The North Vietnamese appear to be adamant about making any compromise whatever on the bombing issue. They believe that the United States’ demand for “reciprocity” implies a recognition of equal guilt. In effect, what they are saying is this: If we tell the world that we are willing to curtail our military activities in Vietnam in return for cessation of the American bombardment, we are admitting that these activities are morally equivalent. But to the Vietnamese, who think of Vietnam as one country, there is a big difference between Vietnamese soldiers fighting to liberate their country and American soldiers fighting to maintain a puppet government. We are fighting an anti-colonial war against a foreign power. Compared with America, we don’t have very much except our national pride and a desire for independence. “This is not like the negotiations between great powers,” one of the members of the North Vietnamese delegation told me, “a dispute where each side can give a little. On the issue of independence we have nothing to give.” Xuan Thuy pointed out that to make a public concession, in order to get the United States to stop the bombing which it had no legal or moral right to have begun in the first place, would be incomprehensible to those who have been struggling for twenty years to free their country of foreign domination. Such a symbolic act would signal to those doing the fighting that the diplomats were once again prepared, as in Geneva in 1954, to give up at the conference table what had been won on the battlefield. Once again he asked the question that North Vietnamese never cease to put to American visitors: “Would you negotiate with someone who is bombing your country?”
The American delegation calls this “their theological argument.” It is clear that the American negotiators understand the Vietnamese position, and I had the impression that some members of the delegation would like to accede to it. Harriman has tried to come up with more subtle diplomatic language which would soften the notion of reciprocity but at the same time extract an admission from the North Vietnamese that they are prepared to give something in exchange for a bombing halt. “Our devices were too obvious,” one of the American delegates observed with a smile.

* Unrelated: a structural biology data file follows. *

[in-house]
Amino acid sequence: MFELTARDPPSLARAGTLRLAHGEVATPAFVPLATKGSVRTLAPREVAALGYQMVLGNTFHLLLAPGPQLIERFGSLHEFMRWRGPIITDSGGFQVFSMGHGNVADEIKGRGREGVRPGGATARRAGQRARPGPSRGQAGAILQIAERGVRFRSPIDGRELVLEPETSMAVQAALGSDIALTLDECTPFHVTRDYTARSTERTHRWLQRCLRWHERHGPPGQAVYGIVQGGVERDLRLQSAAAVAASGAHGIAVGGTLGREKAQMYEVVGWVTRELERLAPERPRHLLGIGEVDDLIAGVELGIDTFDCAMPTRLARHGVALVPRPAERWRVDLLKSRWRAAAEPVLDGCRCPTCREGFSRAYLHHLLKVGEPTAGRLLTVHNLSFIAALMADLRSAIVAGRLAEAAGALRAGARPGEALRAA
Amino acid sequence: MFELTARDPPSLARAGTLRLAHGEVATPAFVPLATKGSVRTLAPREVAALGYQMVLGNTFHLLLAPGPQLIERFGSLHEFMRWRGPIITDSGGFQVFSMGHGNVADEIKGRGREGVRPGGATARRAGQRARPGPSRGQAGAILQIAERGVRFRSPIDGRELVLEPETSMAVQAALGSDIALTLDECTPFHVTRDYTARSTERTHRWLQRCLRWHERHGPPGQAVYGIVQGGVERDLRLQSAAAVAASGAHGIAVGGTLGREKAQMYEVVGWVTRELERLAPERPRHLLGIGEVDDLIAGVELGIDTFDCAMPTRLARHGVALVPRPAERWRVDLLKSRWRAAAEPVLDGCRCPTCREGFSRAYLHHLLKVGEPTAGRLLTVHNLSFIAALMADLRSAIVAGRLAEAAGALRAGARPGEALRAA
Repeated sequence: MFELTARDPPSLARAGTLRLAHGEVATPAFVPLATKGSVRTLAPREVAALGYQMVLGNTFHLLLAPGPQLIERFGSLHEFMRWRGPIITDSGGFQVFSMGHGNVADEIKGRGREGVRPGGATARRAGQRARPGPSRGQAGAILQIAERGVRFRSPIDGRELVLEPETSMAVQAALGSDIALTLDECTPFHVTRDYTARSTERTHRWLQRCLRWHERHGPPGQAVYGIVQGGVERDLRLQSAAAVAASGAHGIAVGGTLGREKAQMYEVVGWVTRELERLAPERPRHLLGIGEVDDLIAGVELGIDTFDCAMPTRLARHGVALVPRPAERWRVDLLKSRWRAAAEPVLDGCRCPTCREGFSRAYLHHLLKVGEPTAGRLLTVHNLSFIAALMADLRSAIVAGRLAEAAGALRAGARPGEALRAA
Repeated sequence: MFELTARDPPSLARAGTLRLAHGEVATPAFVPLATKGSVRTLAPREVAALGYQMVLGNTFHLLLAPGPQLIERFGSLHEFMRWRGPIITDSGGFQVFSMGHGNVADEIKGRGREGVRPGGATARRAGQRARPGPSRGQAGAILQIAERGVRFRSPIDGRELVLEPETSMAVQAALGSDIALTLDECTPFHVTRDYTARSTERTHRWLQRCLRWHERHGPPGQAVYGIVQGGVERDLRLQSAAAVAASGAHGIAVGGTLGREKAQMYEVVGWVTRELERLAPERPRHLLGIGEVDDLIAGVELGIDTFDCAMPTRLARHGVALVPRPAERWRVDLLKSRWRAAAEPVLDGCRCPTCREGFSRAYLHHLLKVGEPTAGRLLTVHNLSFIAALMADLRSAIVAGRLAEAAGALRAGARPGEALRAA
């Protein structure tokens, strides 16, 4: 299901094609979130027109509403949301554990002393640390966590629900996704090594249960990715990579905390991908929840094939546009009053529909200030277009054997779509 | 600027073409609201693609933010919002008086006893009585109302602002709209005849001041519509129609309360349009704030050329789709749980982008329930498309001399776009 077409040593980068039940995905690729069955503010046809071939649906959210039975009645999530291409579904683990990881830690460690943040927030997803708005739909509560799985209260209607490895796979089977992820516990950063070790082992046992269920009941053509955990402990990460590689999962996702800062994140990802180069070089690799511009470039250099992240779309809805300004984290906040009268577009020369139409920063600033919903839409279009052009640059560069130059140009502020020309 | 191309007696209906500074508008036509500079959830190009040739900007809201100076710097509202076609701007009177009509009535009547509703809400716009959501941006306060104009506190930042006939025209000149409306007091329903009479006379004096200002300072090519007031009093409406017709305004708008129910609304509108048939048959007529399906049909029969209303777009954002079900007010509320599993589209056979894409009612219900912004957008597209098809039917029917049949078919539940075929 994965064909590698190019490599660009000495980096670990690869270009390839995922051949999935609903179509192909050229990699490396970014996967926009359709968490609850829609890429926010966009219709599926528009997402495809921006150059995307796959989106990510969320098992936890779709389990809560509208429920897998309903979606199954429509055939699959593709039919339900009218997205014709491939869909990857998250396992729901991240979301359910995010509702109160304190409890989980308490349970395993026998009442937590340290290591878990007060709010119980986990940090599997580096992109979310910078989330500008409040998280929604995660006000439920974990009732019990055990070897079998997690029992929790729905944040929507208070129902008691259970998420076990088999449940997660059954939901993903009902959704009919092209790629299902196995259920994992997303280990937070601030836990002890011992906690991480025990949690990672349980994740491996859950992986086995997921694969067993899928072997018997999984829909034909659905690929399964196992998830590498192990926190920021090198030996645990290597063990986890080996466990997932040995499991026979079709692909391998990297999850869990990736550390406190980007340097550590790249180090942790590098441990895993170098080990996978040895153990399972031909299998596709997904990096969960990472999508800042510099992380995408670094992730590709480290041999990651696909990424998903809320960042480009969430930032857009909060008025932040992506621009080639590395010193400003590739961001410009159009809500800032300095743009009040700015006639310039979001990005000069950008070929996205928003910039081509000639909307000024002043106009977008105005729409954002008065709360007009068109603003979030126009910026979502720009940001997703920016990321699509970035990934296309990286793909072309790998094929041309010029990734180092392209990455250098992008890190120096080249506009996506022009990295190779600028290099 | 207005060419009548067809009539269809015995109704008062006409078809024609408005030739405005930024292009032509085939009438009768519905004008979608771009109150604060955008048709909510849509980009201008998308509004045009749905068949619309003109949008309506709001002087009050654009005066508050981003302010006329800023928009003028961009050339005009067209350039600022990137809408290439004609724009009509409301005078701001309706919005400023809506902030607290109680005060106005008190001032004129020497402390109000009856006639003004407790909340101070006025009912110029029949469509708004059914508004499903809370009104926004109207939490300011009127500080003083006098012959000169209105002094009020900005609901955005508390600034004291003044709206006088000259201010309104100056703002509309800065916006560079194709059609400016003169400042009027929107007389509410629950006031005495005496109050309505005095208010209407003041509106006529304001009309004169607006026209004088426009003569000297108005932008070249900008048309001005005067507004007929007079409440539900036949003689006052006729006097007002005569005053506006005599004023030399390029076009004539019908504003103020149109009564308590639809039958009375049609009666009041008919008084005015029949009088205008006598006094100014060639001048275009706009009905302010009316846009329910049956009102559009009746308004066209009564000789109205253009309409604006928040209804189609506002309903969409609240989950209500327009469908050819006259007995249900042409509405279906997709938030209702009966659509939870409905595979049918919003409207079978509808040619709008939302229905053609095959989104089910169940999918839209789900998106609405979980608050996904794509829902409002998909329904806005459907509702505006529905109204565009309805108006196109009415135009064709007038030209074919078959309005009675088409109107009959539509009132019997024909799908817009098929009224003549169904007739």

But in addition to “theological” reasons, the Vietnamese have practical grounds for not buying a bombing halt even at a discount. For one thing, as Xuan Thuy asked in our conversation, what kind of reciprocity is it that the US is demanding? They want reinforcements by the National Liberation Front to be curtailed, but they do not offer to curtail American reinforcements. Indeed, they are substantially increasing the strength of the South Vietnamese army. The so-called “limited bombing” is actually an intensification of their war. The number of sorties over North Vietnam has increased almost five times since the March 31 speech. That the bombing is concentrated in four provinces, with a population the size of that of Chicago, has inspired little gratitude. When US politicians talk about “de-Americanizing the war” by “beefing up” the ARVN forces, this may be good domestic politics, but to the North Vietnamese and the NLF such a strategy is simply a device to prolong American control. It is another form of escalation.